Broadcast receivers respond to system-wide messages issued by other applications or the OS.

Content providers make data available to other applications. This data may be held in the file system, in the SQLite database or elsewhere " there is complete flexibility with respect to data storage.

An Android application is described in structured XML in an Android manifest file. This is stored in the root of the applications file system with the name AndroidManifest.xml. Here is an example:

 

                             

 

Intents

An intent is an asynchronous message requesting that a particular action is performed. An intent may activate an activity, a service or a broadcast receiver. For activities and services, an intent specifies both the required action and the location of necessary data.

Applications have intent filters, which define what kind of intents the components of an application can handle. These are included in the manifest file. Here is an example:

 

                             

Android Deployment

The current distributions of Android are biased towards the needs of the mobile handset designer. This was the market that Google elected to pursue and they configured their product accordingly.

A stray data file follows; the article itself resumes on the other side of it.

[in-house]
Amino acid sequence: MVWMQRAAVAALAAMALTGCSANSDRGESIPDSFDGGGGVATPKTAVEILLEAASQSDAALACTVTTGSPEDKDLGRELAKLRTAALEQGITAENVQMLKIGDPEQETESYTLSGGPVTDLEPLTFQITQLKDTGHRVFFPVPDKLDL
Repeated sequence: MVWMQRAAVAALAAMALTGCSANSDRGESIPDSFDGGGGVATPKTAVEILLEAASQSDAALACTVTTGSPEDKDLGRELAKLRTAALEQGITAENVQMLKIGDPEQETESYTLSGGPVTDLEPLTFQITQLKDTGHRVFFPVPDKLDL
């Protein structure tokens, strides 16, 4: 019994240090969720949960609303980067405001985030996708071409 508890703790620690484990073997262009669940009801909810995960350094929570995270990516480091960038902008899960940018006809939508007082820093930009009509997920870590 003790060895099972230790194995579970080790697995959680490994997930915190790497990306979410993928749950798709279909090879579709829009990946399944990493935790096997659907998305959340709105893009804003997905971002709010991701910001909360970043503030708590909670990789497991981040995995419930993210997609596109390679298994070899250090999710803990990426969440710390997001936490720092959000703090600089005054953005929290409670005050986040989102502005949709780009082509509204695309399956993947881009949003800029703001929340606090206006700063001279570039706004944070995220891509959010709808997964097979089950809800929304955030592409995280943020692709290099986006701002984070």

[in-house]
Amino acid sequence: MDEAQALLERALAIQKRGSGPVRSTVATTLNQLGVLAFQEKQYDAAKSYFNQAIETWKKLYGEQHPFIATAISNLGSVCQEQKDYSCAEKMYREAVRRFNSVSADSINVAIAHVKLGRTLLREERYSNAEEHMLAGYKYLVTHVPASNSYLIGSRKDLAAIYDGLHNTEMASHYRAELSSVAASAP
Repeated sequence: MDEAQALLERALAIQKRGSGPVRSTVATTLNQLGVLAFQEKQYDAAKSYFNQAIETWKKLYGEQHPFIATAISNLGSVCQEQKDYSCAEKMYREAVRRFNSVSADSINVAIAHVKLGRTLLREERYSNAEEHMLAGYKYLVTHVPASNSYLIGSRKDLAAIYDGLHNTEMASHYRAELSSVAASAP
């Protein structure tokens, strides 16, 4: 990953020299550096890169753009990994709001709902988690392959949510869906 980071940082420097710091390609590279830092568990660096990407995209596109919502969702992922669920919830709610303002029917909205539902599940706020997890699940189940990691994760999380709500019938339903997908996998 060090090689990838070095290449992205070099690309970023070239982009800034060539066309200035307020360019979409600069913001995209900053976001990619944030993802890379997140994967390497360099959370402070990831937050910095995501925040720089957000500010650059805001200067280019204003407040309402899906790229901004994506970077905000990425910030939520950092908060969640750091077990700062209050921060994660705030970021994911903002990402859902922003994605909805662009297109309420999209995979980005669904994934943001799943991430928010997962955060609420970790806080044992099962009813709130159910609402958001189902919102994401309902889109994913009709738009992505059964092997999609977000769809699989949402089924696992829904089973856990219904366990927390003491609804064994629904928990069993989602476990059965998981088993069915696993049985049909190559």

It is, therefore, a considerable challenge to retarget Android to another type of device. However, the design of the OS is flexible enough to make the addressing of these challenges worthwhile.

At Mentor Graphics, our goal is to support our customers who wish to develop Android-based devices in industry segments beyond mobile telephony. We anticipate the availability of a number of Android "editions", each one targeted at a specific vertical market, with market-specific components and optimizations. Such markets are likely to include white goods, medical, automotive and telecoms.

At the highest level, there is a need to port Android to devices which are not ARM-based, as other processors are prevalent in certain markets. Although porting to a new CPU is not too difficult, ensuring optimal operation of the entire Android software stack requires extensive work. Each part of an Android system needs specific attention:

The Linux kernel must be ported, along with necessary board-support components like drivers. Also, industry-specific drivers are required.

The libraries need to be optimized and, in particular, must be configured to take full advantage of any available hardware acceleration (graphics, for example). Various product- and industry-specific middleware is also needed.

After porting, the Dalvik VM must be very carefully optimized for specific CPUs, as this determines the efficiency of application code execution.